Educated at the University of California at Berkeley and the University of California at Los Angeles, Ross received a Bachelor of Arts in History from UCLA. Ross also received a Master of Fine Arts from the UCLA School of Theater, Film and Television.

Ross has lectured at over 400 colleges and universities, as he is universally recognized as an expert in the field of African American fraternities and sororities. He has appeared on National Public Radio, Good Morning Atlanta, and is regularly interviewed by Ebony, Essence, the Los Angeles Times, the Washington Post, The Root.com, The Grio.com, the BBC and National Public Radio, among others.

Ross began his writing career in the mid 90s as the managing editor of Rap Sheet magazine, the West Coast's first hip hop publication. After two years of writing about hip hop and interviewing the top stars in music, Ross moved to the Los Angeles Independent Newspapers, where he covered local politics in Westwood, Culver City, Hollywood and West Hollywood, for three years.

Ross currently lives in Los Angeles with his wife April and their twelve-year old son Langston..

Customer Reviews

This book was very informative.
Ellen M.Guy-Griffin
The author has done an outstanding job of giving the reader a thorough overview of Black Greek-Lettered organizations.
IotaNet
The Divine Nine is a good book for anyone who is interested in learning more about black fraternities and sororities.
Renee Madgett

Most Helpful Customer Reviews

53 of 55 people found the following review helpful By lisa dole on May 2, 2013
Format: Paperback
Got this book with The Elite 8: The Unauthorized Collective History of African American Fraternities and Sororities and both books were informative. I like the secret collectible thing's The Elite 8 Collective History of African American Fraternities and Sororities better becuase it is more along the lines of stuff I had to learn. It goes into the founders and their background, traditions, and info on what all the greek language andjargan they speak. I like both books but highly recommend The Elite 8: The Unauthorized Collective History of African American Fraternities and Sororities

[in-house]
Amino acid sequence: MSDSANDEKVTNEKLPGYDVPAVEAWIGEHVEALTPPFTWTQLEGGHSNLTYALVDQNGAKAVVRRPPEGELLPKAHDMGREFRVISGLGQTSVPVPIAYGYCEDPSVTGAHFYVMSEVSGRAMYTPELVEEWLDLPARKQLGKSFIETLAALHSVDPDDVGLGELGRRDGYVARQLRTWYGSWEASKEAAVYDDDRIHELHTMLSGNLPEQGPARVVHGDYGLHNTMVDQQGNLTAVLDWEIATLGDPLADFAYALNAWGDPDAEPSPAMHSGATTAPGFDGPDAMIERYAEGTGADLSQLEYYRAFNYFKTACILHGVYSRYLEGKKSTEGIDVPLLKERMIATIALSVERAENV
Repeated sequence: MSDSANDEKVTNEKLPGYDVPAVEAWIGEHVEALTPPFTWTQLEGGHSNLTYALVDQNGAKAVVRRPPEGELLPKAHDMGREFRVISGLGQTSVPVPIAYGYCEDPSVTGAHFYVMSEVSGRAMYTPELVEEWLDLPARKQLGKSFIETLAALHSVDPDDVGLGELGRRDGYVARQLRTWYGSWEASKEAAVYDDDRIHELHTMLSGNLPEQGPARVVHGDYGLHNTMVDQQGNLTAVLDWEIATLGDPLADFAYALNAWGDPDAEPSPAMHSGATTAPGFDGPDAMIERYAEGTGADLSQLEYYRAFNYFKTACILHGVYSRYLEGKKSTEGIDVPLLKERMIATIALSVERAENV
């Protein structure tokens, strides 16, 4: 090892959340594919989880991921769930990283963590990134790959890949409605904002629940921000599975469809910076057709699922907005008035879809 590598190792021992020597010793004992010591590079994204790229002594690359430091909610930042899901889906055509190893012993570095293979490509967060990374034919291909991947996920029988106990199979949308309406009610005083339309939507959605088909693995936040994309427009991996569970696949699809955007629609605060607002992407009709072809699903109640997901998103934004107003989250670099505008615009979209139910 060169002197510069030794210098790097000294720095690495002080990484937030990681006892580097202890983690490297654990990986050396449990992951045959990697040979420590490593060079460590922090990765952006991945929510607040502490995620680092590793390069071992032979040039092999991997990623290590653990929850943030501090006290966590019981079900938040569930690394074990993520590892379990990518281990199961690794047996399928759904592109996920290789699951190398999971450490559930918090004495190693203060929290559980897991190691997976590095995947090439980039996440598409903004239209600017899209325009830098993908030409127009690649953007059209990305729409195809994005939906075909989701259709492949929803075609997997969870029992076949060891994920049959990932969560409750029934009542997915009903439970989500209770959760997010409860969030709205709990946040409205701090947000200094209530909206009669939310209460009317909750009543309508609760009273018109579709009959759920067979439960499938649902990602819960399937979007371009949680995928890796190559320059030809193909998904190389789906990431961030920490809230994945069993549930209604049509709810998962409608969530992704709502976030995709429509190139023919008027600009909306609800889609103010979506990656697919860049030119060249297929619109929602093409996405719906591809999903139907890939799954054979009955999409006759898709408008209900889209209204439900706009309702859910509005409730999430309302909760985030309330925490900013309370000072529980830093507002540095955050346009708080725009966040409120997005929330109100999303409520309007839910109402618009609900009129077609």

6 Comments Was this review helpful to you? Yes No Sending feedback...
Thank you for your feedback. If this review is inappropriate, please let us know.
Sorry, we failed to record your vote. Please try again
50 of 53 people found the following review helpful By M. Jennings on February 10, 2000
Format: Hardcover
Let me first state that this book is an excellent reference for those intersted in African-American fraternities. However, it does have a few shortcomings. The book is primarily a summary of the history of each of the nine NPHC organziations. This is fine but where is the historical analysis? Without this, all we get is a "basic" history which tells us little about the evolving context that continuously shapes these organizations. Second, this book does not do justice to the huge "shake-up" that has occured surrounding the monumental changes in how NPHC organizations create new members. This issue is at the very core of "fraternal idenity" and what it means to be a member of an African-American fraternity/sorority in today's society. So how come it isn't discussed more? This is akin to ignoring the presence of an elephant that is sitting in your living room!
Lastly, despite being a history book, Mr. Ross falls slightly short in his examination of the early years of surrounding the history of black "Greeks." First, how does Mr. Ross justify including on his list of famous Alpha men a person (Frederick Douglass) who was dead more than ten years before Alpha Phi Alpha was founded? Second (and more importantly), how can you even BEGIN to talk about African-American greek-letter organziations without mentioning (or discussing) the role that Prince Hall freemasonry played in shaping the African-American fraternal movement of the early twentieth century?